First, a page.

BYU’s College of Religious Education has accepted a new curriculum. They plan to replace the old curriculum of courses focused on the books of scripture (Old Testament, New Testament, Book of Mormon, Doctrine and Covenants, and Pearl of Great Price) with four new “thematic” classes. The older scripture-based classes will be phased out over the next few years. Apparently this curriculum will also be initiated in all BYU campuses, and throughout CES.
1. Jesus Christ and the Everlasting Gospel: A study of the Savior and His roles in Heavenly Father’s plan as taught across all the standard works
2. Teachings and Doctrine of the Book of Mormon: A study of the teachings and doctrine of the Book of Mormon with emphasis on the Savior’s ministry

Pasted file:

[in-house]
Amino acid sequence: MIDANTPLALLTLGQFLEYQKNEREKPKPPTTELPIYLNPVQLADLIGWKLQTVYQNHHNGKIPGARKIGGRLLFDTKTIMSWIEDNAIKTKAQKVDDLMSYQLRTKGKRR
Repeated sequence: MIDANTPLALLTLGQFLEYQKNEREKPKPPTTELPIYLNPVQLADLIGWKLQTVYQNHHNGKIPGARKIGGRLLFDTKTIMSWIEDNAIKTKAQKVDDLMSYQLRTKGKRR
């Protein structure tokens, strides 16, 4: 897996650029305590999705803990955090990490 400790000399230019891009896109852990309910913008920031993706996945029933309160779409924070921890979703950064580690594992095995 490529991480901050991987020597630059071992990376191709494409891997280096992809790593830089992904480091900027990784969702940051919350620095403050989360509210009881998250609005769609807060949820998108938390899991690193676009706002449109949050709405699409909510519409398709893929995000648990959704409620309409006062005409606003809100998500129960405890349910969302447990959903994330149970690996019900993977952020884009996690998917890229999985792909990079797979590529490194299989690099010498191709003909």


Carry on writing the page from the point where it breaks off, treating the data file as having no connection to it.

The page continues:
3. Foundations of the Restoration: A study of the key revelations, doctrine, people, and events of the Restoration
4. The Eternal Family: A study of the central role of the family in the plan of salvation as taught in the scriptures and the words of modem prophets
Attached is the letter from Dean Top detailing these plans.
I understand that the faculty of Ancient Scripture initially voted 33 to 1 against this proposal. (The rumor is, the Dean has decided to change the name of their department to “Ancient Prooftexters.” Note: the previous sentence is a joke.)
Personally, I find this new curriculum appalling. It will result in the further decay of scriptural literacy–already a significant problem among the Saints. Scripture study in the Church has now become nothing more than completely decontextualized proof-texting. There is, practically speaking, no further institutional support by the Church for the actual study of scripture–as opposed to Church doctrine, devotion and daily application.